Student loan interest rates rise nearly a percentage point from July, showing debt crisis is not in sight



  • The federal student aid office announced new interest rates for student loans starting in July.

  • Rates are up almost a percentage point from last year.

  • The pause on student loan payments and the lack of accrued interest is expected to resume in September.

  • See more stories on the Insider business page.

Although the pause on student loan payments, accompanied by zero accrued interest, continues through September, the Federal Student Aid Office (FSA) has announced a further increase in interest rates for the year. next. It’s another sign that the $ 1.7 trillion student debt crisis, which President Joe Biden pledged to tackle during his campaign last year, will continue to grow.

Interest rates are reset every year in July, and this year, interest on student loans will increase by almost a percentage point. FSA job new interest rates for subsidized and non-subsidized direct loans for undergraduates, direct unsubsidized loans for graduates and professionals, and direct PLUS loans for parents and graduate or professional students.

Here are the new interest rates to be paid after July 1, 2021 and before July 1, 2022:

  • Subsidized and Unsubsidized Direct Loans for Undergraduates: 3.73%, against 2.75%;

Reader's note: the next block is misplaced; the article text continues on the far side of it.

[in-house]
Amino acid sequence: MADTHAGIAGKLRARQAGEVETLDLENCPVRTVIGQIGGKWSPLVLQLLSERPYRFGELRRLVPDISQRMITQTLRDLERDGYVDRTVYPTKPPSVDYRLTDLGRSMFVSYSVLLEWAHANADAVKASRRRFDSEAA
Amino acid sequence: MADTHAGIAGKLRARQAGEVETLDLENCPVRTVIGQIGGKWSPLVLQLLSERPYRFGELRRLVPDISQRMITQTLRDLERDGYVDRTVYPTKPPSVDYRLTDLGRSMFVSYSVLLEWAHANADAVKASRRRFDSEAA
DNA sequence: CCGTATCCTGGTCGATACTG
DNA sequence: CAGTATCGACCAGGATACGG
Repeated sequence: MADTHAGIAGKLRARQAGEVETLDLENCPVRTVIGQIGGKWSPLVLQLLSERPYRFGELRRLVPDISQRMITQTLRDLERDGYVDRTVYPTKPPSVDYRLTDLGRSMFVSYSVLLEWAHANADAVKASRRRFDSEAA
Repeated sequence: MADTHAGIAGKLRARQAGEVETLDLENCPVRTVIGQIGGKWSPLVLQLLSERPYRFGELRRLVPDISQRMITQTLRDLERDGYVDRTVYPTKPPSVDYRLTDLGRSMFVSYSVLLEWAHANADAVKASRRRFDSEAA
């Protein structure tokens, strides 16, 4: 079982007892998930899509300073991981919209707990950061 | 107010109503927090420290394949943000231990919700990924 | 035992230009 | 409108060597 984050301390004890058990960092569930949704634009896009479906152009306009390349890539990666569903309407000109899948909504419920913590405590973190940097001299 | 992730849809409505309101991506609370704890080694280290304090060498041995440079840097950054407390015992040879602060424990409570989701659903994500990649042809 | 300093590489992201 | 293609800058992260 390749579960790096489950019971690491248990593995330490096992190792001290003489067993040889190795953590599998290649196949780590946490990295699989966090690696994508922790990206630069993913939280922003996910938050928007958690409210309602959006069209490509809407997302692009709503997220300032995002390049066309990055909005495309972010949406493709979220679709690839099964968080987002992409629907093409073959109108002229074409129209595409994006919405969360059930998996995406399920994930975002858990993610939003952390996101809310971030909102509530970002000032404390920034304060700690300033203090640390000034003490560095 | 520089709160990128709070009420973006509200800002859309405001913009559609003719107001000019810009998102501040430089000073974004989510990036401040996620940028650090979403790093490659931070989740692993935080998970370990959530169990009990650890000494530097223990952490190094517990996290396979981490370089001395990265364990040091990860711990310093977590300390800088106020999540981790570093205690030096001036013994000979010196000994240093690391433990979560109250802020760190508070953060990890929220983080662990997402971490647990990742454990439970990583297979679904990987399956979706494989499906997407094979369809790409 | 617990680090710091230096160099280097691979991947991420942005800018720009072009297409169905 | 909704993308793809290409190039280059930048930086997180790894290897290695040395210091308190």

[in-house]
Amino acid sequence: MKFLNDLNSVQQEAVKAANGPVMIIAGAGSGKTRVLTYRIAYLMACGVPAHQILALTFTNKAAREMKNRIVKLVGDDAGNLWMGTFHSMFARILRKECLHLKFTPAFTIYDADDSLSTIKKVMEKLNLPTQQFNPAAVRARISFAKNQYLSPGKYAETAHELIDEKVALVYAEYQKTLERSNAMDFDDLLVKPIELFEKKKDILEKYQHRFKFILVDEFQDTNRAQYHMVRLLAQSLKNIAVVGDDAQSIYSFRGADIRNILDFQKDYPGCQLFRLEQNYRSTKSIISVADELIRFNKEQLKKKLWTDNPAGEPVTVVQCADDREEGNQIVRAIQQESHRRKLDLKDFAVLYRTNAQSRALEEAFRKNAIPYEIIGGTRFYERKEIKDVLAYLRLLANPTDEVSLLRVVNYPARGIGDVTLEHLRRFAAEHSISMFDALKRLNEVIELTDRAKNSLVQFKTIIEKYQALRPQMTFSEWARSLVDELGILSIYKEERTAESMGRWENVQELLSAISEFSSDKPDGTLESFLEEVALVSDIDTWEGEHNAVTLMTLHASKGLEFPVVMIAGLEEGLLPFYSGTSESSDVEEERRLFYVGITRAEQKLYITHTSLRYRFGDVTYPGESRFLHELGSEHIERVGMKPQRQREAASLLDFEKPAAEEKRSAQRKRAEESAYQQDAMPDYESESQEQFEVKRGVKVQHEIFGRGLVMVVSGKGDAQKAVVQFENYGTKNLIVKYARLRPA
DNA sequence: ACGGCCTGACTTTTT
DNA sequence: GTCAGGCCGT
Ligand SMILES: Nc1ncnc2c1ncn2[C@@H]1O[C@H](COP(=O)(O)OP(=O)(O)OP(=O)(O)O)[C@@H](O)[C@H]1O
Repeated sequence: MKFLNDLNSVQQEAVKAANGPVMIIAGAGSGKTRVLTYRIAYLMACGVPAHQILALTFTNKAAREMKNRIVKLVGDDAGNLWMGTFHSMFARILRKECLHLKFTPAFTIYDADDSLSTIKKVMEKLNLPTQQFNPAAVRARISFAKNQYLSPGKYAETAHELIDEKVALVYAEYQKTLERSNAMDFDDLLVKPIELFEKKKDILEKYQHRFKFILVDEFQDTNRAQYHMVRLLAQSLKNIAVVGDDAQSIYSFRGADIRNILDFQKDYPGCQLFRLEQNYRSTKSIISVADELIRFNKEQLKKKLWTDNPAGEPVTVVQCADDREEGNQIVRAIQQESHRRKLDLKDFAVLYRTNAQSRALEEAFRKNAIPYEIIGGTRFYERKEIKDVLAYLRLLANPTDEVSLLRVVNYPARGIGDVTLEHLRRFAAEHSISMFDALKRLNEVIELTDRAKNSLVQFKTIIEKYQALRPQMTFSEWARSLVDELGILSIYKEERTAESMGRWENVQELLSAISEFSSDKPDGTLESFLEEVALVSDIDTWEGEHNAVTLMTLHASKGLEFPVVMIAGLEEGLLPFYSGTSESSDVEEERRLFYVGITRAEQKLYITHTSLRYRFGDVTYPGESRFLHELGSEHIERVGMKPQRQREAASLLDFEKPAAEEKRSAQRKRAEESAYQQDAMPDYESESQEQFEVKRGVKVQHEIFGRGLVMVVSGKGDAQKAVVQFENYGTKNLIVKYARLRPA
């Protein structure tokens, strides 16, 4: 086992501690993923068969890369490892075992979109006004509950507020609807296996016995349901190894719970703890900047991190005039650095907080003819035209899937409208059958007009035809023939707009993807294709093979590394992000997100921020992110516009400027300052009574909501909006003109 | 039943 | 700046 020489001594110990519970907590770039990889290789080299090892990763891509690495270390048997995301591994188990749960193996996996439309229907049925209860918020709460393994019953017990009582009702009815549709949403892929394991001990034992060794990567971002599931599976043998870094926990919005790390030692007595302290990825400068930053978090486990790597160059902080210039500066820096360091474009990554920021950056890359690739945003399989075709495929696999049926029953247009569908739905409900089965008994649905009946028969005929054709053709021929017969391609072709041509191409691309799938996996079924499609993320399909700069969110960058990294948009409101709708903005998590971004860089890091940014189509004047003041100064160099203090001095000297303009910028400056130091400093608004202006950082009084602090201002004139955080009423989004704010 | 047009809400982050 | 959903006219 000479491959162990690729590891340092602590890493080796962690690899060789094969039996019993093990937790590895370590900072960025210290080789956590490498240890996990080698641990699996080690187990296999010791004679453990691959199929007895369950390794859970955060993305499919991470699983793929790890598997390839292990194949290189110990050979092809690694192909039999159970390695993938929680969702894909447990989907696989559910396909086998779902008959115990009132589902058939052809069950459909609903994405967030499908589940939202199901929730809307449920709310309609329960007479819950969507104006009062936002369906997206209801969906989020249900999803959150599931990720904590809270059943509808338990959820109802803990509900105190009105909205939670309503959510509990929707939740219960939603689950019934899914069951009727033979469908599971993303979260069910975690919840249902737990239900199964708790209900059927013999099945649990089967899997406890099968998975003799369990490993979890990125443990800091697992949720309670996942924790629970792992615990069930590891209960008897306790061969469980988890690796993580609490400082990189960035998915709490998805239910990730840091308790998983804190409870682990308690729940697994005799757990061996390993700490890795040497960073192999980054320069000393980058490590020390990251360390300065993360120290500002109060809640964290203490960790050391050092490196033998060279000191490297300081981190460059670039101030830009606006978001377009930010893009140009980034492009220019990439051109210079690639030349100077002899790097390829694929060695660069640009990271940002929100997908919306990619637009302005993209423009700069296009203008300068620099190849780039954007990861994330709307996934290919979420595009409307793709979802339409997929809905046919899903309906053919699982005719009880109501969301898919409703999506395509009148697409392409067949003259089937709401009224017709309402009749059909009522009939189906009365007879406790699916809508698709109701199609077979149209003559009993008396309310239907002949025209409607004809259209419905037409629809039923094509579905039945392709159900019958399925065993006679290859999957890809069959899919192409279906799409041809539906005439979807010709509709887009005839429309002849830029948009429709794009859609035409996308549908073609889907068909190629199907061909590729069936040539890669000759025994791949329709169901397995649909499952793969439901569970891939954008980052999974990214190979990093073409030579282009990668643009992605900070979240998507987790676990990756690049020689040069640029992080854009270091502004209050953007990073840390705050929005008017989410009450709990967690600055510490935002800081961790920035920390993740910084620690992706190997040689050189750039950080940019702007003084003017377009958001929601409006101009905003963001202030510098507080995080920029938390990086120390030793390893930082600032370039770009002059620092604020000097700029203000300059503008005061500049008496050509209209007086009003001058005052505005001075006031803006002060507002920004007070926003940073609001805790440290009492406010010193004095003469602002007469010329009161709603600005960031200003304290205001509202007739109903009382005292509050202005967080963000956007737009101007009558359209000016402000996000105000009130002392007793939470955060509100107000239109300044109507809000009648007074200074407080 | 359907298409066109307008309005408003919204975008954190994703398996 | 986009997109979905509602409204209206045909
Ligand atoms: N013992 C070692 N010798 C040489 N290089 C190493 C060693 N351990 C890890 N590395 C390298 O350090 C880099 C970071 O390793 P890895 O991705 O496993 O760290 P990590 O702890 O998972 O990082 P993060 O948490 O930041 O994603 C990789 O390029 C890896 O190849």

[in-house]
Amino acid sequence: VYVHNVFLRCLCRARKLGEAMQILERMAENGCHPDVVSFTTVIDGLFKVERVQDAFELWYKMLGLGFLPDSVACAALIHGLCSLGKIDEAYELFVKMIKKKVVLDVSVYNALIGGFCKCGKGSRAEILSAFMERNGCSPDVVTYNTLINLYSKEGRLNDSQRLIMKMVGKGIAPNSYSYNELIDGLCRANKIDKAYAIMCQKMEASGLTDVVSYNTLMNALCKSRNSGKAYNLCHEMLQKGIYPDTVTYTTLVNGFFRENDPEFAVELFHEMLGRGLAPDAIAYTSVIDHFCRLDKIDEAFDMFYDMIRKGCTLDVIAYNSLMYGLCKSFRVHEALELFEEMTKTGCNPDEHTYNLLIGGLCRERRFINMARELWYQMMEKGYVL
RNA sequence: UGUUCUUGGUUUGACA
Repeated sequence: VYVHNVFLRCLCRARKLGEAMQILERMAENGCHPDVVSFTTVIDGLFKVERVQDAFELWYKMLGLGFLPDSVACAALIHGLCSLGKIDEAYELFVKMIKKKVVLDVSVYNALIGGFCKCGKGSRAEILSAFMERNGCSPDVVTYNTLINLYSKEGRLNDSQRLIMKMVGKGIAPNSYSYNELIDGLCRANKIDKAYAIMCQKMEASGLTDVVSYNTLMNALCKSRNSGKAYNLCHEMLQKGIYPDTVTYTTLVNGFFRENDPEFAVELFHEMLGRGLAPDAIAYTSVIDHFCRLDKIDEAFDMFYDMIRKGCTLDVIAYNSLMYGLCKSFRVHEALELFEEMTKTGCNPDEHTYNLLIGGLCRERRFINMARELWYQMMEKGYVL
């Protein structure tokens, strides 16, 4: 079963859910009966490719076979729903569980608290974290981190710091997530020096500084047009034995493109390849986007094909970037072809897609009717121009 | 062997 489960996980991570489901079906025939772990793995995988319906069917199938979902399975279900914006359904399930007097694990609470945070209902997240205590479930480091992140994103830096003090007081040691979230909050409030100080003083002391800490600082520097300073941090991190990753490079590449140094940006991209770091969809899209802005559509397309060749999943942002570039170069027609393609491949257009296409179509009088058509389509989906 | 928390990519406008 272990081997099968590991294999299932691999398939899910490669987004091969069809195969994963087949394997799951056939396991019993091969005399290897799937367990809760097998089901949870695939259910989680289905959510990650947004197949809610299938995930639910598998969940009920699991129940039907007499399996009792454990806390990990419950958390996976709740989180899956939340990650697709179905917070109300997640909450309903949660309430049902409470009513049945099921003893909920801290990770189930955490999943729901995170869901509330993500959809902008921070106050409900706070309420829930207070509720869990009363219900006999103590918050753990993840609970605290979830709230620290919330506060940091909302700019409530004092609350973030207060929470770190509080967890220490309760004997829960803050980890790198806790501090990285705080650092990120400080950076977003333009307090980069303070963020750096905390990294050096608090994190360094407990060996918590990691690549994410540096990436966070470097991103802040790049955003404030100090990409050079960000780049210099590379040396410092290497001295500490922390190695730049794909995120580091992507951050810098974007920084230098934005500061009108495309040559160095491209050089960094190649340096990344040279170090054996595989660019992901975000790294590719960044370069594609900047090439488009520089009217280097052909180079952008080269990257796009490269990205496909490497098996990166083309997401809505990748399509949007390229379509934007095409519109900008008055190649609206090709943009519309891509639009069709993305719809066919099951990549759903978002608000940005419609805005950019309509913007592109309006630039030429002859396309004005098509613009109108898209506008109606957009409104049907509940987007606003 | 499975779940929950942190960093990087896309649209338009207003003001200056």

• Non-subsidized direct loans for graduates and professionals: 5.28%, against 4.3%;

  • Direct PLUS loans for parents and graduate or professional students: 6.28%, against 5.3%.

Forbes reported that the new interest rates will cost borrowers up to $ 590 more per $ 10,000 borrowed over a 10-year repayment term, but despite the increase, rates are still relatively low compared to previous years .

Biden expanded the pause on student loan payments, without interest, until September to alleviate the pandemic, and Insider previously reported that the payment pause has significantly helped borrowers stay afloat during the pandemic.

However, payments are expected to resume in a few months, and although Education Secretary Miguel Cardona said in May he had not excluded further extending the break, no action has yet been taken to do so.

A report published on April 5 by Upgraded Points – a travel research group – found that the hiatus on payments saved borrowers on average only $ 2,001 in interest and noted that “although those few thousands of dollars could have been imperative to keep borrowers in the dark during the pandemic – difficulties associated, these borrowers are still a long way from emerging from the holes they dug at the university. “

That’s why Democrats are asking for $ 50,000 for student debt cancellation per borrower, arguing it would provide immediate relief to borrowers if Biden used his executive power to do so.

“Canceling $ 50,000 in student debt would be one of the most effective executive measures President Biden could take to massively stimulate our economy and help close the racial wealth gap,” said Massachusetts Senator Elizabeth Warren. wrote on Twitter Monday. “Let’s do this.”

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